Those are tough words that Sereno should reckon with.

But what chance does Sereno really have when even the five Associate Justices, whom she asked to recuse from the case for testifying against her before the justice committee of the House, are set to deny her plea that they not participate in the quo warranto case filed against her by Solicitor General Jose Calida?

Indeed, not only is Duterte putting Sereno at the end of the road, but the Associate Justices themselves, namely, Teresita Leonardo-de Castro, Diosdado Peralta, Lucas Bersamin, Francis Jardeleza and Noel Tijam, are pushing the CJ over the edge of the road.

 

Sen. de Lima’s deafening silence

 

President Rodrigo Duterte and Sen. Leila de Lima

President Rodrigo Duterte and Sen. Leila de Lima

After saying a mouthful of criticism against President Rodrogo Duterte’s recent bold public disclosure of government officials linked to drugs, which included among others members of the judiciary, there now seems to be a deafening silence coming from Sen. Leila de Lima.

Why?

I don’t want to think that just because Duterte has already apologized to Supreme Court(SC) CJ Maria Lourdes Sereno, the lady senator, who was a former justice secretary, will not be making a follow through of her negative assessment of Duterte’s pronouncement that agitated her no end.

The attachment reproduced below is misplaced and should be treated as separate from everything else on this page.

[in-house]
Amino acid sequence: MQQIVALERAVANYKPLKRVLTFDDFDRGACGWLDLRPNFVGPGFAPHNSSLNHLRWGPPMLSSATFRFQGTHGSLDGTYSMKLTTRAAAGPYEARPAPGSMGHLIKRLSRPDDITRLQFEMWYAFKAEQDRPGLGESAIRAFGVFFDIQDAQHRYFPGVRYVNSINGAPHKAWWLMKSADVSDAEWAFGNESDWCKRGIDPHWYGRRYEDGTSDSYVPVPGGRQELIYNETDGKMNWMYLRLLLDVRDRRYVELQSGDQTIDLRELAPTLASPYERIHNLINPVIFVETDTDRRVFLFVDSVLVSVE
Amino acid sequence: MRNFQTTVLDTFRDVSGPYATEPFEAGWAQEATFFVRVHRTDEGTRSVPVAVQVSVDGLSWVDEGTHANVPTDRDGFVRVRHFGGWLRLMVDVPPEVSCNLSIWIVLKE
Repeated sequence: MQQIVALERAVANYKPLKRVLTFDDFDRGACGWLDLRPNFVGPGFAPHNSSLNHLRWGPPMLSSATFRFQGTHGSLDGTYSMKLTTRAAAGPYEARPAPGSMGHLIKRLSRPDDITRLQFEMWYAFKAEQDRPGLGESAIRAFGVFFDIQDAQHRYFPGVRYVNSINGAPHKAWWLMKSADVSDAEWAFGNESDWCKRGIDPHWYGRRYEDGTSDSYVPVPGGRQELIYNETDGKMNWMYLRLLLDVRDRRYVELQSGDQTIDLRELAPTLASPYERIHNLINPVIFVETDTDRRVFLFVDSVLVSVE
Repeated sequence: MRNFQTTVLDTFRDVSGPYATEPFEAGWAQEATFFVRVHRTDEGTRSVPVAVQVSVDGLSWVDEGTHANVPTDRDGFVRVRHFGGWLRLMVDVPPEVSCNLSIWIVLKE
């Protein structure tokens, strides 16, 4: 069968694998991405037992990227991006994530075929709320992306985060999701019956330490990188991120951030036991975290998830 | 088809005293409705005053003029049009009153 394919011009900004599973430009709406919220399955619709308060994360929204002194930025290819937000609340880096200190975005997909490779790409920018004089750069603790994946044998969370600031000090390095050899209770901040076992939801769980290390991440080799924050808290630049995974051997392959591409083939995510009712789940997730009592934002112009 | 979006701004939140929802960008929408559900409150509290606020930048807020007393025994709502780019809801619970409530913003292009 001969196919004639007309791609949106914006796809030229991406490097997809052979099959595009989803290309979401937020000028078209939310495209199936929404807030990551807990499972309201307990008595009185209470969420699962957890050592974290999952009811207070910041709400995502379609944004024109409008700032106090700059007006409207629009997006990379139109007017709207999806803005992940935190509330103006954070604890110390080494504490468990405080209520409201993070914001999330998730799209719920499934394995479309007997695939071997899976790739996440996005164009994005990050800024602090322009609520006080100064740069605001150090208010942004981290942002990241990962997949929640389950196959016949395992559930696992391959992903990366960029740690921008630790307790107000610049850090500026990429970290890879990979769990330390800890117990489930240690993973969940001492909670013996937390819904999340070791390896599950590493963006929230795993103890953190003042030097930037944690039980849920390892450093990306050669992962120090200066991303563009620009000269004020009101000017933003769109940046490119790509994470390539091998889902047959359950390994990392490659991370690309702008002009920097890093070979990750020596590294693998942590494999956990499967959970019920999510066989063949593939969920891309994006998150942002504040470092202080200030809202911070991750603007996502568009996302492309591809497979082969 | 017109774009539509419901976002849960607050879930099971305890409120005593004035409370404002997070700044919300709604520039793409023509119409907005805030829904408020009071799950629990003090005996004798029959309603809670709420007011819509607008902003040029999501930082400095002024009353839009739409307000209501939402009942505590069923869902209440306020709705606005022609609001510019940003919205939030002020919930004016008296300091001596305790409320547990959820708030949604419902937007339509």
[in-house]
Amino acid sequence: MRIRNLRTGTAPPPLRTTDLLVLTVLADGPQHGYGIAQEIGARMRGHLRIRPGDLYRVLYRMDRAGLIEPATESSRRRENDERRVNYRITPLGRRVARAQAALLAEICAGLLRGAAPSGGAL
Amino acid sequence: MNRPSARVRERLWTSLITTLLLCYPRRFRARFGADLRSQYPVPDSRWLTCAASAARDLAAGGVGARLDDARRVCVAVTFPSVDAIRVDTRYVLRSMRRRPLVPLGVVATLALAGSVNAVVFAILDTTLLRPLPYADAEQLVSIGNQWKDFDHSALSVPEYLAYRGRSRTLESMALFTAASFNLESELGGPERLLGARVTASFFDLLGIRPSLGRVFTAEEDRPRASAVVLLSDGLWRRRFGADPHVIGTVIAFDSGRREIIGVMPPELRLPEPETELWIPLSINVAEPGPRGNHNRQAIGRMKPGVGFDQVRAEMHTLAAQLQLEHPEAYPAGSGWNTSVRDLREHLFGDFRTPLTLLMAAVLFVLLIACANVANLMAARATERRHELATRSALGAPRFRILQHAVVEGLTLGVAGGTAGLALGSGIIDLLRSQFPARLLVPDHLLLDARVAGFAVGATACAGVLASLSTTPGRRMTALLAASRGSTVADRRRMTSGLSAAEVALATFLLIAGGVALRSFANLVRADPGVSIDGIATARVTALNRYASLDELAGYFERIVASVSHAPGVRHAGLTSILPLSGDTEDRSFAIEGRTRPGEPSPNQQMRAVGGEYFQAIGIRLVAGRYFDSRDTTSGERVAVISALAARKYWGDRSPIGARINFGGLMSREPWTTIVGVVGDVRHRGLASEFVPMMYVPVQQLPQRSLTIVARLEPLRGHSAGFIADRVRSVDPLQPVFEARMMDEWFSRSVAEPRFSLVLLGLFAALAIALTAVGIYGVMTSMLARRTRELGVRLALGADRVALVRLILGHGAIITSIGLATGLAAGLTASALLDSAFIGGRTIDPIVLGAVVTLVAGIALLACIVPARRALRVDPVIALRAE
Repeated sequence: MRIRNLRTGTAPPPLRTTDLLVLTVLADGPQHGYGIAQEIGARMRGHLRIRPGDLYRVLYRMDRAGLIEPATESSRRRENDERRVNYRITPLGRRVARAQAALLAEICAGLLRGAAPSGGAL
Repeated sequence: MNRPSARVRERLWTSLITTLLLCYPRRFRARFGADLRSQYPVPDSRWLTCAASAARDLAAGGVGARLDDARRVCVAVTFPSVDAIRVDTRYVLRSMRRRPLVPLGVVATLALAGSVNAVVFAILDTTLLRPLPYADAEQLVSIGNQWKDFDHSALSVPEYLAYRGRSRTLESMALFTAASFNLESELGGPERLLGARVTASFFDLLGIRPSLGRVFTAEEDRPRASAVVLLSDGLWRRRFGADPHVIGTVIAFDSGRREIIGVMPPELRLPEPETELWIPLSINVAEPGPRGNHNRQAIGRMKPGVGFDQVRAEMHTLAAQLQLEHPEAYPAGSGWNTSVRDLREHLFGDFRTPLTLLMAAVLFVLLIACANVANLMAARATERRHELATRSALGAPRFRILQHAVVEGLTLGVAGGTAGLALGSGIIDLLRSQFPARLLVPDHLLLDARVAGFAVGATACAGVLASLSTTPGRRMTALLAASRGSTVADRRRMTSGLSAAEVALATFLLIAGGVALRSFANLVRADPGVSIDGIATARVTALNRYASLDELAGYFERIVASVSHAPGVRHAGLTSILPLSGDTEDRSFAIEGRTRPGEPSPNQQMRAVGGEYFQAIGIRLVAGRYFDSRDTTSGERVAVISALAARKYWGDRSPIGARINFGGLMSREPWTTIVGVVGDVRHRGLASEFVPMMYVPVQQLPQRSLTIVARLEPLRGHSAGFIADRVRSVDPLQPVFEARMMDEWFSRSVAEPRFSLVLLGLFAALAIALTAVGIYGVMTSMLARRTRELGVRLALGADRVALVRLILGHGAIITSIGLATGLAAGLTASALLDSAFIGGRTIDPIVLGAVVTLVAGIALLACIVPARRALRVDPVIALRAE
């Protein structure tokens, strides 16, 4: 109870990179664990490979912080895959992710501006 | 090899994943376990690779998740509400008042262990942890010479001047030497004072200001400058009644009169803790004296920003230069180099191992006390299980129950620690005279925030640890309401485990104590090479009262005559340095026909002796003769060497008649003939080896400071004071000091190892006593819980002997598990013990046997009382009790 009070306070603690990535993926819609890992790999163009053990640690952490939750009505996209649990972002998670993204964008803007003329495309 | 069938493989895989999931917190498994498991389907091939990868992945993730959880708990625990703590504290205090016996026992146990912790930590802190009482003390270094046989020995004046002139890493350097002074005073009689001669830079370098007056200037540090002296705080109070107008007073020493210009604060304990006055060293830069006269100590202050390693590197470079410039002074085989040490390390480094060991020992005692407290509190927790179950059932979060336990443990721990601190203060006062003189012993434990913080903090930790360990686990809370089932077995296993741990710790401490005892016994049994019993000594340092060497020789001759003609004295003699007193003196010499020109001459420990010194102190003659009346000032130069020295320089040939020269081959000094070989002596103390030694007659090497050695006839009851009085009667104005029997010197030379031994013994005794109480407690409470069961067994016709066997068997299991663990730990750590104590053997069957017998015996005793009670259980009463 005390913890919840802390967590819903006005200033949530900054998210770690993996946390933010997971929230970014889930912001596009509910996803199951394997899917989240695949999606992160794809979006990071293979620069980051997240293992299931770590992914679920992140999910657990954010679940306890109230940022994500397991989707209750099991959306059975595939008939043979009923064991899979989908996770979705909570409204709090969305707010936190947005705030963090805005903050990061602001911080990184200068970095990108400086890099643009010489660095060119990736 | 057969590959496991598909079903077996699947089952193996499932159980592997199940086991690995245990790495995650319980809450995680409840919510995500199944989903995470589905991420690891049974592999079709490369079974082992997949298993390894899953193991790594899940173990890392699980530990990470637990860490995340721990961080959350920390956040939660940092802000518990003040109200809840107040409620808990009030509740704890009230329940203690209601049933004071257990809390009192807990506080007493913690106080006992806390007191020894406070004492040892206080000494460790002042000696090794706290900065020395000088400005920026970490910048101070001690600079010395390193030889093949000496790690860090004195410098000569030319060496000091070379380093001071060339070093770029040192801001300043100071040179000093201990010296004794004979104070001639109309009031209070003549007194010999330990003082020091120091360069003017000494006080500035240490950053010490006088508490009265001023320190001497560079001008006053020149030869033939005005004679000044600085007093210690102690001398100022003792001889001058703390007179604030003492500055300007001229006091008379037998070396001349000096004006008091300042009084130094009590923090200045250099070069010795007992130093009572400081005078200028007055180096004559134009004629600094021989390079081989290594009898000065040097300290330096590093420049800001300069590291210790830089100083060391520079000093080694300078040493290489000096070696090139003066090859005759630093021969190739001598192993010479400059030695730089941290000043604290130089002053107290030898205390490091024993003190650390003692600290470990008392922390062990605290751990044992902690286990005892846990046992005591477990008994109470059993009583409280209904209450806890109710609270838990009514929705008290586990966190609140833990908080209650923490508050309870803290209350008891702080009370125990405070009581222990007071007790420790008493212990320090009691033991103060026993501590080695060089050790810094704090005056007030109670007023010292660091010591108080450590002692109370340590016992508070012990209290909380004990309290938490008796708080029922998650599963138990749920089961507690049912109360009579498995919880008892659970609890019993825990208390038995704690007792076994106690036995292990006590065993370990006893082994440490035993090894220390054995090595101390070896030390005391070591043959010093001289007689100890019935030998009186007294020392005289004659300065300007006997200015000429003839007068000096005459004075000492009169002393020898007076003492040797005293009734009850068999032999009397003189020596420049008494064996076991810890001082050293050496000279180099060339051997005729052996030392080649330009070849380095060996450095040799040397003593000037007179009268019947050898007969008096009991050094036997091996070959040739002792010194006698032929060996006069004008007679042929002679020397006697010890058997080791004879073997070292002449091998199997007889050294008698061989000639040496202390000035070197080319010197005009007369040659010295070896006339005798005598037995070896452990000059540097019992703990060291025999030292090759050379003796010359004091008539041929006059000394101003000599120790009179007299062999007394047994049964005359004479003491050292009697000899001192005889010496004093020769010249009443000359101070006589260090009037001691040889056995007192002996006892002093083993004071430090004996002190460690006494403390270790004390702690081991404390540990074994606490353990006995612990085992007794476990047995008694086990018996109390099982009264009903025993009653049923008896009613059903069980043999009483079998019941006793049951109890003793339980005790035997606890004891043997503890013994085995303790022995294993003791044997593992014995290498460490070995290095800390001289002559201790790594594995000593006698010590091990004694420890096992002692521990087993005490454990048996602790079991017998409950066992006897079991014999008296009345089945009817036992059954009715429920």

Note that de Lima’s adverse reaction towards Duterte came also after Sereno questioned Duterte’s seeming interference with the judiciary when the latter ordered the named judges to report to the mother units, which in this case is the SC.

Sereno’s remarks did not sit well with Duterte causing the latter to censure the former and with the veiled threat of declaring martial law if she won’t stop interfering with his executive function. Duterte realize later his mistake and apologized to Sereno for the harsh criticism, which the latter readily accepted.

But that is neither here nor there for what I am writing is about de Lima’s grudge, utter contempt and personal crusade against Duterte seeming inhumanity.

This latest ‘name and shame’ issue appears to have given de Lima additional ground to once again be on the warpath against Duterte.

Or so she thinks she has.

De Lima attacked Duterte’s list as being inaccurate or that it needed a thorough validation and revalidation, and even insinuated that that the latter took advantage of naming a dead person, saying, “A deceased person naturally cannot defend himself.”

But of course all of these imputations were ably clarified by Duterte and much, much more.

In the course of this controversy Duterte announced in no uncertain terms that he was going to divulge and destroy a lady government official one of these days.

“She is a government official. One day soon I will. Bitiwan ko ’yan (I will drop her) in public and I will have to destroy her in public.”

Asked for clues, Duterte said, “That is the riddle there, hintay lang kayo (you just wait).”

Could this be the reason for the deafening silence?

Pardon me, but just asking.

Competent judge needed to fill up Sandiganbayan vacancy

graft courtPresident Benigno Aquino (PNoy) is being criticized by members of the Judicial and Bar Council (JBC) and even by the Chief Justice of the Supreme Court for not appointing a new Sandiganbayan justice within the 90-day period despite the shortlist submitted already to Malacañang by JBC.